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Wikileaks case due back in court

An effort at damage control has snowballed into a public relations disaster for a Swiss bank seeking to crack down on a renegade Web site for posting classified information about some of its wealthy clients.
/ Source: The Associated Press

An effort at damage control has snowballed into a public relations disaster for a Swiss bank seeking to crack down on a renegade Web site for posting classified information about some of its wealthy clients.

Documents from Bank Julius Baer containing information about several bank clients, including San Diego venture capitalist Jonathan Lampitt, were posted last month on The site purports to discourage unethical behavior by corporations and governments by putting leaked documents online.

The Web site claimed the documents showed tax evasion and money laundering schemes at the bank's Cayman Islands branch. Lampitt's lawyer says his client was interviewed and cleared of any wrongdoing by the FBI in 2005 after a former Bank Julius Baer employee allegedly circulated the same documents that appeared on Wikileaks.

The lawyer, Jim Ellis, said he initially received a call from a bank executive alerting him to the Wikileaks posting and saying the leak was the work of the same disgruntled former employee. Ellis was assured the bank would do everything possible to remove the sensitive documents.

In federal court in San Francisco, the bank asked a judge to take down the site. Much to the outrage of free speech advocates and others, the judge did.

But instead of the information disappearing, it rocketed through cyberspace, landing on other Web sites and Wikileaks' own "mirror" sites outside the U.S. The digerati call the online phenomenon of a censorship attempt backfiring into more unwanted publicity the "Streisand effect."

Techdirt Inc. chief executive Mike Masnick coined the term on his popular technology blog after the actress Barbra Streisand's 2003 lawsuit seeking to remove satellite photos of her Malibu house. Those photos are now easily accessible, just like the bank documents.

Masnick said the bank's lawsuit demonstrates the ineffectiveness of such legal actions in the Internet age, when anyone with a computer and online connection can thumb his nose at a judge's ruling and resurrect the "banned" information elsewhere.

"It's a perfect example of the Streisand effect," Masnick said. "This was a really small thing that no one heard about and now it's everywhere and everyone's talking about it."

The case has also become the latest anti-censorship cause celebre, drawing legal filings from the ACLU, the Electronic Frontier Foundation and several media organizations, including The Associated Press. Those arguments will be heard Friday when the bank presses on with its efforts to have Wikileaks permanently barred from posting the documents.

The legendary Swiss bank has a lot at stake. It has catered to the world's super wealthy for more than 100 years with guarantees of discretion and privacy that are the bedrocks of the Swiss banking system.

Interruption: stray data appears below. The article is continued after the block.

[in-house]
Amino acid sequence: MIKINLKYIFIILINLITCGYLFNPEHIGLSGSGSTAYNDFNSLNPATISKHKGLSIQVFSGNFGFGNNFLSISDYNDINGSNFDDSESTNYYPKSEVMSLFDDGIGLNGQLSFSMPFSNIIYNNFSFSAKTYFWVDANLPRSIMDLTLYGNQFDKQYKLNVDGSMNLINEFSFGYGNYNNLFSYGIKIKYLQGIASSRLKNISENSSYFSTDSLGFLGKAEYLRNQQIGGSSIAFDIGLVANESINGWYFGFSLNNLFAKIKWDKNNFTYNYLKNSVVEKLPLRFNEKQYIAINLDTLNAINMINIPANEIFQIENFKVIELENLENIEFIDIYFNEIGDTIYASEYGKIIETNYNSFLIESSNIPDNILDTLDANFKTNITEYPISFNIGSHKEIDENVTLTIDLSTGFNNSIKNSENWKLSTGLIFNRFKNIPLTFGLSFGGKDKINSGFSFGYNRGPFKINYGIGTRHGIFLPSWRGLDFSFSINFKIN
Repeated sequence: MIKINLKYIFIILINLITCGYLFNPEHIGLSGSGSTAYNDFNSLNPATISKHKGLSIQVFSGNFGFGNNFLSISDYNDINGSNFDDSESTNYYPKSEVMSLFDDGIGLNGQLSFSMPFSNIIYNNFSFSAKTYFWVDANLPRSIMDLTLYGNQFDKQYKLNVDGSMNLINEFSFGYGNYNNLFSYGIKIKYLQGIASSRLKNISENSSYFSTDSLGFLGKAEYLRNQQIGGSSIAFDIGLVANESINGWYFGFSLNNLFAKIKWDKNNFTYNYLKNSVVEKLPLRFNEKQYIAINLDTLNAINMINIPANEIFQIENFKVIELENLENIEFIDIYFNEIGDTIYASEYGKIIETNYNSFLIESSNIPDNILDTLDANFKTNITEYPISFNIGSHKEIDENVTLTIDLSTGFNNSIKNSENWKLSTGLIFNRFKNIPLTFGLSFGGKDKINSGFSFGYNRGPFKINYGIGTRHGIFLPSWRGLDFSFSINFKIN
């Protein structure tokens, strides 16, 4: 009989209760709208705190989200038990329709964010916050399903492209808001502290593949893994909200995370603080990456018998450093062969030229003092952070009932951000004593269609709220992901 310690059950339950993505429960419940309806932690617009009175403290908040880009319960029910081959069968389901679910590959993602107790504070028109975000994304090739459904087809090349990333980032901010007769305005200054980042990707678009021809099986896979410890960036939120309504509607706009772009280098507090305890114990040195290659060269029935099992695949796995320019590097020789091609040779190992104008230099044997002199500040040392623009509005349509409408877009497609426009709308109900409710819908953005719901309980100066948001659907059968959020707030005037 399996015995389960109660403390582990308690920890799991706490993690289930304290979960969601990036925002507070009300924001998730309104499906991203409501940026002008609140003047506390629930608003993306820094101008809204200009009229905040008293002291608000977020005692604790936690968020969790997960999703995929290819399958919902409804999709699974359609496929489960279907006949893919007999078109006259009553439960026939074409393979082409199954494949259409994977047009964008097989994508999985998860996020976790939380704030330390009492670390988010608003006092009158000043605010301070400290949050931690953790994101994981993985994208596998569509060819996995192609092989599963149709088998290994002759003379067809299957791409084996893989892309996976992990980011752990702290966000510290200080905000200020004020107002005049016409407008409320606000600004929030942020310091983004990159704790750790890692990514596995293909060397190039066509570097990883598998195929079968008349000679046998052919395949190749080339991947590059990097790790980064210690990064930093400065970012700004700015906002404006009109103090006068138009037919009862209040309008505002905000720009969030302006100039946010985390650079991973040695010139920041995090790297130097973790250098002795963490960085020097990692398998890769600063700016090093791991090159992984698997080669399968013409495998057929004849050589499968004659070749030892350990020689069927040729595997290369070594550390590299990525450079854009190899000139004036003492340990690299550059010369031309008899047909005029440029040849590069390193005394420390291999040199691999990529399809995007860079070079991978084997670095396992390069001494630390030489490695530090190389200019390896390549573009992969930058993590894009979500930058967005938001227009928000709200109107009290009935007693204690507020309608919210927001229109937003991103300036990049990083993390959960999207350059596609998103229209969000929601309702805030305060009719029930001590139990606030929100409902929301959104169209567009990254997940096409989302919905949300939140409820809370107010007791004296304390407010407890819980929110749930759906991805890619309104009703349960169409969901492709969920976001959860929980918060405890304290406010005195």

"It's a good bank," said Ellis, who said Lampitt has nothing to hide and abides by all the country's tax laws. "But we'll see. My client may get tired of this."

The bank says its lawsuit against Wikileaks and the San Mateo-based company Dynadot that sold the site its U.S. domain name has nothing to do with free speech and everything to do with protecting the privacy of bank customers.

"The spread of stolen private bank records, account numbers and information, tax documents and other protected consumer records, significantly harms privacy rights of every single individual in the United States and worldwide, and could have a harmful impact on confidence in the banking industry as a whole," the bank's lawyers argued in court papers filed Monday.

"The leak of confidential bank records," they said, "will likely have a devastating impact on financial institutions and the authorities' ability to combat credit and identity fraud."

U.S. District Judge Jeffrey White, who made the ruling taking down, has drawn widespread criticism for ordering the disabling of the entire site rather than issuing a narrowly tailored order to remove the bank's documents.

"Blocking access to the entire site in response to a few documents posted there completely disregards the public's right to know," said Ann Brick, an attorney for the American Civil Liberties Union.

The lawsuit and the judge's order also thrust the obscure Web site into prominence. The site claims to have been launched by Chinese dissidents and other activists who encourage the posting of leaked documents that show unethical behavior of governments and corporations. It says it has posted 1.2 million documents, including a 2003 operation manual for the U.S. prison at Guantanamo Bay, Cuba.

Wikileaks has so far not shown up in court nor has it responded to court orders for legal filings stating its position. Organization representatives have not responded to e-mail inquiries into whether they or their lawyer plan to show up for the court hearing Friday.

"If they defy the court and refuse to participate, Wikileaks will have crossed a very serious line," said Steven Aftergood, director of the Project on Government Secrecy at the Federation of American Scientists in Washington, D.C. "They are basically functioning as an anarchist entity, not a protest group."